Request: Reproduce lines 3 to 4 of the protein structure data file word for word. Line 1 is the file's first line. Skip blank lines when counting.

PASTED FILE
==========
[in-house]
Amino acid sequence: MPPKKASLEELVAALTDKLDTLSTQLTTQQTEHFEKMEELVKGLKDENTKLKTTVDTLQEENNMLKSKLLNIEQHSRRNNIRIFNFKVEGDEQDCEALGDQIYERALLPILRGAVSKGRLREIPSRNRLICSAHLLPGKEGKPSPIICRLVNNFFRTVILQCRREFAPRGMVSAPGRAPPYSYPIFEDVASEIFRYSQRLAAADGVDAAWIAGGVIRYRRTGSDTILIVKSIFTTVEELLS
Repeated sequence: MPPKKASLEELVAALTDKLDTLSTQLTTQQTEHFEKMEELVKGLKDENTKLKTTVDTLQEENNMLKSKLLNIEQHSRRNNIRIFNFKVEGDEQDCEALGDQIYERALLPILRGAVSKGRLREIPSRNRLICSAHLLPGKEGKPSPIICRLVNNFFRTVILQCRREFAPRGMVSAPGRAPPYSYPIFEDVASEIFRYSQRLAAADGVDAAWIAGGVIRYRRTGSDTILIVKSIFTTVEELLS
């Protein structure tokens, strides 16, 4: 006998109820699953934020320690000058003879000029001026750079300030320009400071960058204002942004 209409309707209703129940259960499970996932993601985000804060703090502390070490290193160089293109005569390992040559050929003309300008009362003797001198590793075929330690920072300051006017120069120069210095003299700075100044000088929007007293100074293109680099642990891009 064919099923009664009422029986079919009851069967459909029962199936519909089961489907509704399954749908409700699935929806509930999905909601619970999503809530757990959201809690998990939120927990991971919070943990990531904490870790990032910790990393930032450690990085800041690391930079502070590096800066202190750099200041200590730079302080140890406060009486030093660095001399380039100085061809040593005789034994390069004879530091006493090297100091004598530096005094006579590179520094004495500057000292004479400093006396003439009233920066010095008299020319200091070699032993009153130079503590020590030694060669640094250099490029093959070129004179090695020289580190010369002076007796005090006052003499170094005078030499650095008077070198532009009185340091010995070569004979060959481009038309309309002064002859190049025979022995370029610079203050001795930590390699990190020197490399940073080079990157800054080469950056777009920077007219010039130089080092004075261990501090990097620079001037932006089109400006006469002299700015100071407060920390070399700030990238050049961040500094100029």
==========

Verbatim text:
Repeated sequence: MPPKKASLEELVAALTDKLDTLSTQLTTQQTEHFEKMEELVKGLKDENTKLKTTVDTLQEENNMLKSKLLNIEQHSRRNNIRIFNFKVEGDEQDCEALGDQIYERALLPILRGAVSKGRLREIPSRNRLICSAHLLPGKEGKPSPIICRLVNNFFRTVILQCRREFAPRGMVSAPGRAPPYSYPIFEDVASEIFRYSQRLAAADGVDAAWIAGGVIRYRRTGSDTILIVKSIFTTVEELLS
């Protein structure tokens, strides 16, 4: 006998109820699953934020320690000058003879000029001026750079300030320009400071960058204002942004 209409309707209703129940259960499970996932993601985000804060703090502390070490290193160089293109005569390992040559050929003309300008009362003797001198590793075929330690920072300051006017120069120069210095003299700075100044000088929007007293100074293109680099642990891009 064919099923009664009422029986079919009851069967459909029962199936519909089961489907509704399954749908409700699935929806509930999905909601619970999503809530757990959201809690998990939120927990991971919070943990990531904490870790990032910790990393930032450690990085800041690391930079502070590096800066202190750099200041200590730079302080140890406060009486030093660095001399380039100085061809040593005789034994390069004879530091006493090297100091004598530096005094006579590179520094004495500057000292004479400093006396003439009233920066010095008299020319200091070699032993009153130079503590020590030694060669640094250099490029093959070129004179090695020289580190010369002076007796005090006052003499170094005078030499650095008077070198532009009185340091010995070569004979060959481009038309309309002064002859190049025979022995370029610079203050001795930590390699990190020197490399940073080079990157800054080469950056777009920077007219010039130089080092004075261990501090990097620079001037932006089109400006006469002299700015100071407060920390070399700030990238050049961040500094100029």